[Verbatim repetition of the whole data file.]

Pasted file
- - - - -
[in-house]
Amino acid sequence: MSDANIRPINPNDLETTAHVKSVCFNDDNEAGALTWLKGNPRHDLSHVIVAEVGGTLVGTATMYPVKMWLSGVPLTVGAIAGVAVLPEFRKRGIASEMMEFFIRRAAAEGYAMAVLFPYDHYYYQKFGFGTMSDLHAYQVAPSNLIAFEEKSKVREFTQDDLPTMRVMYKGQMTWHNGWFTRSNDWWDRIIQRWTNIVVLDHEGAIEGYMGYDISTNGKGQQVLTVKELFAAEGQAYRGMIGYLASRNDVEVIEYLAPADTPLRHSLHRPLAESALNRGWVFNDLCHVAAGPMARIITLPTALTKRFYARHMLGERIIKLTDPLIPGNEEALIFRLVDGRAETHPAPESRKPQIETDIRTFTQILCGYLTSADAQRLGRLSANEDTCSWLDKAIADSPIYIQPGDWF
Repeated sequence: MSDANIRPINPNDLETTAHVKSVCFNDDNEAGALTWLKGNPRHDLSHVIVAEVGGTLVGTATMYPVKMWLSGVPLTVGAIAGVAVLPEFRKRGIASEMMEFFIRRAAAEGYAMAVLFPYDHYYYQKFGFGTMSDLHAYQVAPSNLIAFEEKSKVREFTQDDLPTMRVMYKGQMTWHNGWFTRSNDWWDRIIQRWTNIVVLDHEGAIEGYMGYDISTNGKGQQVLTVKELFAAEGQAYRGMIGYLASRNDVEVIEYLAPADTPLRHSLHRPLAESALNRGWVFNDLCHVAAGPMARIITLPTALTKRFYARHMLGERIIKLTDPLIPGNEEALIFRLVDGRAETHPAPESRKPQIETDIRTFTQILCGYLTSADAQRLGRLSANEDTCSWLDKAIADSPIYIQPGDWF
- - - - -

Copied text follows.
[in-house]
Amino acid sequence: MSDANIRPINPNDLETTAHVKSVCFNDDNEAGALTWLKGNPRHDLSHVIVAEVGGTLVGTATMYPVKMWLSGVPLTVGAIAGVAVLPEFRKRGIASEMMEFFIRRAAAEGYAMAVLFPYDHYYYQKFGFGTMSDLHAYQVAPSNLIAFEEKSKVREFTQDDLPTMRVMYKGQMTWHNGWFTRSNDWWDRIIQRWTNIVVLDHEGAIEGYMGYDISTNGKGQQVLTVKELFAAEGQAYRGMIGYLASRNDVEVIEYLAPADTPLRHSLHRPLAESALNRGWVFNDLCHVAAGPMARIITLPTALTKRFYARHMLGERIIKLTDPLIPGNEEALIFRLVDGRAETHPAPESRKPQIETDIRTFTQILCGYLTSADAQRLGRLSANEDTCSWLDKAIADSPIYIQPGDWF
Repeated sequence: MSDANIRPINPNDLETTAHVKSVCFNDDNEAGALTWLKGNPRHDLSHVIVAEVGGTLVGTATMYPVKMWLSGVPLTVGAIAGVAVLPEFRKRGIASEMMEFFIRRAAAEGYAMAVLFPYDHYYYQKFGFGTMSDLHAYQVAPSNLIAFEEKSKVREFTQDDLPTMRVMYKGQMTWHNGWFTRSNDWWDRIIQRWTNIVVLDHEGAIEGYMGYDISTNGKGQQVLTVKELFAAEGQAYRGMIGYLASRNDVEVIEYLAPADTPLRHSLHRPLAESALNRGWVFNDLCHVAAGPMARIITLPTALTKRFYARHMLGERIIKLTDPLIPGNEEALIFRLVDGRAETHPAPESRKPQIETDIRTFTQILCGYLTSADAQRLGRLSANEDTCSWLDKAIADSPIYIQPGDWF